The Occasional Gardener: Ideas + Aesthetics + Inspiration from the Garden

False Rue


As I often complain, I'm in ownership of a quite a few plants that remain unidentified as that's how plants are sold here- without any kind of label. Occasionally the seller might be knowledgeable enough to identify the plant- sometimes it even helps just to know the local name. Otherwise its a google search that might take a while to track down. Let me just say though, it is astonishing what google can do with a few keywords.

I now also have about three textbooks written by local authors and make it a morning habit to flip through them, cup of coffee in hand. This is the other method that occasionally yields a good result when I make the connection between a photo in the book and something I just bought. Its amazing what slips through though as I discover something only on the 20th reading.

And then there's the more random situation where you are looking for something else on the internet and you identify something quite different altogether. That's how I discovered False Rue, Baeckea frutescens. I was looking for information about 'tropical pines' and there it was - an image of its slender branches of pine like needles that droop in downward elegant curves. All the vendor could tell me when I bought it is that it is very slow growing.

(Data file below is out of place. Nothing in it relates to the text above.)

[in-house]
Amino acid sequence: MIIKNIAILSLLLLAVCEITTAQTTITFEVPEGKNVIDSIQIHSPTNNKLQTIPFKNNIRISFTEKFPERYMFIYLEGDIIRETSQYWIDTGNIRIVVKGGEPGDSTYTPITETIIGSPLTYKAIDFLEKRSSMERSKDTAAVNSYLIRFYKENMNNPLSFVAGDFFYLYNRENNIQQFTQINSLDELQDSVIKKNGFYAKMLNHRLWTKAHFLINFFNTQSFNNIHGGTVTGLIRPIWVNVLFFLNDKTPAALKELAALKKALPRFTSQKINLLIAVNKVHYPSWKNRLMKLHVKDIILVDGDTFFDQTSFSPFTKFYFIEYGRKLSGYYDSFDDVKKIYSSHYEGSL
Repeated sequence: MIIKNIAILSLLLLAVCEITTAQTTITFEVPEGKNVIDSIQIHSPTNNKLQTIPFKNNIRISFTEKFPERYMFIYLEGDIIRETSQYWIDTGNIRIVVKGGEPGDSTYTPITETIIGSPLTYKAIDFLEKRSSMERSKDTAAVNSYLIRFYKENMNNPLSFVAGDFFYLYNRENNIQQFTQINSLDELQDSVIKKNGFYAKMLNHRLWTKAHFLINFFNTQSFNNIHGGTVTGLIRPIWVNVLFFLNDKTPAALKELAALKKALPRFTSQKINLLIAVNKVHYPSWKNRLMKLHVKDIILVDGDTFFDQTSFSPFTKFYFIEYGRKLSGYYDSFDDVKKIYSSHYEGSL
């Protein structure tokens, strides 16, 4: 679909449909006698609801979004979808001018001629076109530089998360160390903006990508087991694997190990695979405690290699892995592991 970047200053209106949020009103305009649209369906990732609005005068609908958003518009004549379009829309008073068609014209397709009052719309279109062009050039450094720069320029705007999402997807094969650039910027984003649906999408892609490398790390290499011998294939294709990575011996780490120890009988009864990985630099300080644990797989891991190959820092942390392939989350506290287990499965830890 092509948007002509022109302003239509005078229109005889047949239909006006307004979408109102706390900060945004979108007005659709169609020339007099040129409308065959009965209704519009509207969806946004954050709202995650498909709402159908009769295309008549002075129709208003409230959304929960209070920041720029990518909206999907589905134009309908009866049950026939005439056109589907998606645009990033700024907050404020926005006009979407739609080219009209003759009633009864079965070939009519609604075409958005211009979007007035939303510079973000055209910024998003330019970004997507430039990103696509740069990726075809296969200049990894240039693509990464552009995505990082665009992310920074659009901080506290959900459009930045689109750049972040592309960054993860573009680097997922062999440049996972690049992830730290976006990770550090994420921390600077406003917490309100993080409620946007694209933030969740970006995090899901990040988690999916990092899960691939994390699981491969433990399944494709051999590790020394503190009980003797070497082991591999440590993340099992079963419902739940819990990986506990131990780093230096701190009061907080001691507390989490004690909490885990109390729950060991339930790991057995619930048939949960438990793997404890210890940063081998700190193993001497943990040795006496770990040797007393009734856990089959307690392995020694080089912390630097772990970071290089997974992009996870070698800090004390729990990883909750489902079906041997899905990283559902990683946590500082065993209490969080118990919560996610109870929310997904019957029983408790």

Its not a Pine but in the Myrtle family, and while 70 of the 75 species are endemic to Australia, this one is native to South East Asia. Turns out, it also has a host of medicinal qualities and I write this while enjoying a very pleasant scented herbal tea made from it. I can't help thinking of it as the kind of 'comforting beverage doubling as medicine' that those Septagenarians on the Greek Island of Ikaria are nourishing themselves with. In fact its whole vibe is mediterranean both woody and herbal not unlike something growing wild in Greece or Spain you might run into on a hike. It enjoys similar conditions here, the poor soils of rocky hill slopes and sandy coasts.

The branches' arched lines and interesting shades of color - quite limey when the growth is new, make it a regular choice of foliage for a friend who practises Ikebana and has a larger more mature specimen growing in her garden in full sun. So thats where I put mine, in the White Corner where its hot and sunny, and its doing just fine.

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